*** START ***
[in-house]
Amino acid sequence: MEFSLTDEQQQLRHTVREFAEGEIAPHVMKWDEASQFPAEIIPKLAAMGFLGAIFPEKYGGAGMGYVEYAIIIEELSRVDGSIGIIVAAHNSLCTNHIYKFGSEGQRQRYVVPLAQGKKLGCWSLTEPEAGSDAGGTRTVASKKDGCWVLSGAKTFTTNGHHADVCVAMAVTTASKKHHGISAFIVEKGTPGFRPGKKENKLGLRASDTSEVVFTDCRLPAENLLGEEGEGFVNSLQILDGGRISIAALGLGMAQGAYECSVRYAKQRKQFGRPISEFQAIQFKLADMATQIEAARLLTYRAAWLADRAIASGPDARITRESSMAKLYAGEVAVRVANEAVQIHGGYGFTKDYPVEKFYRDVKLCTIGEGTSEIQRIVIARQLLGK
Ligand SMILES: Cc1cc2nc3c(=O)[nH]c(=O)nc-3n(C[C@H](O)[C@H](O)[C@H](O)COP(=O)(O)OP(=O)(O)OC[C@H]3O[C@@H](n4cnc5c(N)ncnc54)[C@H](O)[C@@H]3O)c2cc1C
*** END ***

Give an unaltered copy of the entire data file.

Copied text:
[in-house]
Amino acid sequence: MEFSLTDEQQQLRHTVREFAEGEIAPHVMKWDEASQFPAEIIPKLAAMGFLGAIFPEKYGGAGMGYVEYAIIIEELSRVDGSIGIIVAAHNSLCTNHIYKFGSEGQRQRYVVPLAQGKKLGCWSLTEPEAGSDAGGTRTVASKKDGCWVLSGAKTFTTNGHHADVCVAMAVTTASKKHHGISAFIVEKGTPGFRPGKKENKLGLRASDTSEVVFTDCRLPAENLLGEEGEGFVNSLQILDGGRISIAALGLGMAQGAYECSVRYAKQRKQFGRPISEFQAIQFKLADMATQIEAARLLTYRAAWLADRAIASGPDARITRESSMAKLYAGEVAVRVANEAVQIHGGYGFTKDYPVEKFYRDVKLCTIGEGTSEIQRIVIARQLLGK
Ligand SMILES: Cc1cc2nc3c(=O)[nH]c(=O)nc-3n(C[C@H](O)[C@H](O)[C@H](O)COP(=O)(O)OP(=O)(O)OC[C@H]3O[C@@H](n4cnc5c(N)ncnc54)[C@H](O)[C@@H]3O)c2cc1C